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[105]

Gentlemen, for one hundred years, the progress of all legislation has been to throw away these extreme penalties; and in proportion as it has done so, crime has diminished. That shows that society does not need the gallows for protection; and if it does not need it for protection, it has no right to it. These gentlemen will not contend, of course, that society has a right to take life from caprice, from whim, from taste, but only from necessity. If we show you that when it has been withdrawn from a crime, that crime has diminished, then,--I say, we show you a competent and sufficient argument why it should be abolished. We have got outside of the Bible now; we have got the experience of two hundred years in England, that every crime from which the penalty of the gallows was taken off has diminished; we have got the experience of Russia, of Tuscany, of Belgium, of Sir James Mackintosh in India, where they have given up the death penalty, yet murder did not increase. You say, these experiments were local, and for a short time; true, but they were all one way. Society has never tried the gallows but to fail. Now, all we ask of Massachusetts is, that when she has tried the one and not succeeded, she shall now try the other. We used to punish highway robbery with death. Then that crime was frequent; but things got to such a state that, as Robert Rantoul said, a man was more likely to be struck by lightning, sitting in his parlor in any town of the Commonwealth, than to be hung for highway robbery. We took off the penalty of death, and then highway robbery diminished; there were more cases before than since.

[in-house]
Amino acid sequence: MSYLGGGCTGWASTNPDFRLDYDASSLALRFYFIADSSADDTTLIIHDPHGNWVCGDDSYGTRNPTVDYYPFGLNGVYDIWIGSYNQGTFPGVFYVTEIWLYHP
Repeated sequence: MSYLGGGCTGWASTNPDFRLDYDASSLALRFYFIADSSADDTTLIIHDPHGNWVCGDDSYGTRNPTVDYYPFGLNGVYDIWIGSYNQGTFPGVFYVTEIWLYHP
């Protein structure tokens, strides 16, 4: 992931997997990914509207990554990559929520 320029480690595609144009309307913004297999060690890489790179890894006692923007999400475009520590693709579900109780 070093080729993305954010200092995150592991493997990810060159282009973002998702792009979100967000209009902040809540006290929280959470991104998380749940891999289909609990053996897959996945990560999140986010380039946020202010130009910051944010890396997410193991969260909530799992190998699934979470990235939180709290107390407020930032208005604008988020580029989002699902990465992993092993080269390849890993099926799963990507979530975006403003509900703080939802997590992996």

In the States that have abolished the death penalty, the result has been entirely satisfactory; and every humane man must rejoice at it. Take Michigan, and those States that have rescinded the penalty; they were

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